OBJECTIVE: The catechol-O-methyltransferase enzyme catalyzes the methylation of the catechol estrogens, 2- or 4-hydroxyestrogen, to 2- or 4-methoxyestrogen. Both the hydroxy estrogens and methoxy estrogens were shown to modulate the effects of estrogen. Because catechol-O-methyltransferase activity controls levels of these metabolites, it may help regulate the cellular estrogenic milieu. In this study, we examined the regulation of catechol-O-methyltransferase expression in human myometrial cells. METHODS: Catechol-O-methyltransferase expression was assessed by reverse transcription-polymerase chain reaction, Western blot, and luciferase assays in human myometrial cells after treatment with estrogen or progesterone. Catechol-O-methyltransferase expression was measured in cells after treatment with tumor necrosis factor alpha (TNFα) alone or with lactacystin, a proteasome inhibitor. Luciferase assays were also conducted using human myometrial cells containing an estrogen response element-luciferase reporter gene to measure levels of estrogen-mediated transactivation after treatment with estrogen and increasing concentrations of 2-hydroxestrogen. RESULTS: Catechol-O-methyltransferase expression was down-regulated by progesterone or estrogen. Tumor necrosis factor alpha upregulated catechol-O-methyltransferase expression, whereas cotreatment with lactacystin attenuated this response, suggesting that TNFα activated nuclear factor kappa B to induce catechol-O-methyltransferase expression. Increased concentrations of 2-hydroxyestrogen attenuated estrogen-mediated transcription in the myometrial cells. CONCLUSION: Catechol-O-methyltransferase expression may be regulated in the myometrium to control the local action of estrogen. Low levels of catechol-O-methyltransferase in the myometrium would result in an accumulation of 2-hydroxyestrogen and may antagonize the local effect of estrogen. High levels of catechol-O-methyltransferase in the myometrium would result in lower levels of 2-hydroxyestrogen and may increase sensitivity to estrogen.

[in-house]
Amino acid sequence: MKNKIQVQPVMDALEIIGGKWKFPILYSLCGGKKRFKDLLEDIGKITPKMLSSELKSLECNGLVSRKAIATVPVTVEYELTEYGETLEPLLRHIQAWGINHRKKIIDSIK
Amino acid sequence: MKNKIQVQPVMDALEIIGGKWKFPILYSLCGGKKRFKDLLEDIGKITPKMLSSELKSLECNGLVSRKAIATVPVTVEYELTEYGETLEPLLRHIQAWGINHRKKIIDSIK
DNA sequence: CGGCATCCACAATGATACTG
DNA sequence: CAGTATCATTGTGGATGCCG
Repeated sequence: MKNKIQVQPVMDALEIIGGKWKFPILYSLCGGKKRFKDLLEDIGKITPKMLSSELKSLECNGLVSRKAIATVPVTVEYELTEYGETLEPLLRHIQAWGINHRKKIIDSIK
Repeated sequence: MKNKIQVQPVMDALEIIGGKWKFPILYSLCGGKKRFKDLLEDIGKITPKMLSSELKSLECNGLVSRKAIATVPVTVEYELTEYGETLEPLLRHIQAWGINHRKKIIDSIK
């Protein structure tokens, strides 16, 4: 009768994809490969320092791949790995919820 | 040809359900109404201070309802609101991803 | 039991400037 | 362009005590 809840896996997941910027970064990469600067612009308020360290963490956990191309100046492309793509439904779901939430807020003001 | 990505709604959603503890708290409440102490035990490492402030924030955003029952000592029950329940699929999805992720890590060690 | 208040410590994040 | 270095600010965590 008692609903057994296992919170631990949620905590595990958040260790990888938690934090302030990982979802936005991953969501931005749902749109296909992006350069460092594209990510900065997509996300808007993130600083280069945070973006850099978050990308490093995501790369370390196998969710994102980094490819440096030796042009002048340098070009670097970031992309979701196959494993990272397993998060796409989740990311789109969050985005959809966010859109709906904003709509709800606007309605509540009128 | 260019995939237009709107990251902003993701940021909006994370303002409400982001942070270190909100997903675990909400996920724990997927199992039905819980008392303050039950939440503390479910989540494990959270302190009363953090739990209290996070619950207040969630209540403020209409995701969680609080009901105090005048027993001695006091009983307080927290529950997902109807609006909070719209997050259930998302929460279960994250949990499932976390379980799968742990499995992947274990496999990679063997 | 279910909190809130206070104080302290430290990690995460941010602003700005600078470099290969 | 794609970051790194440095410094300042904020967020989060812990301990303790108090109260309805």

|Original language||English (US)|
|Number of pages||9|
|Journal||Obstetrics and gynecology|
|State||Published - Dec 2006|
ASJC Scopus subject areas
- Obstetrics and Gynecology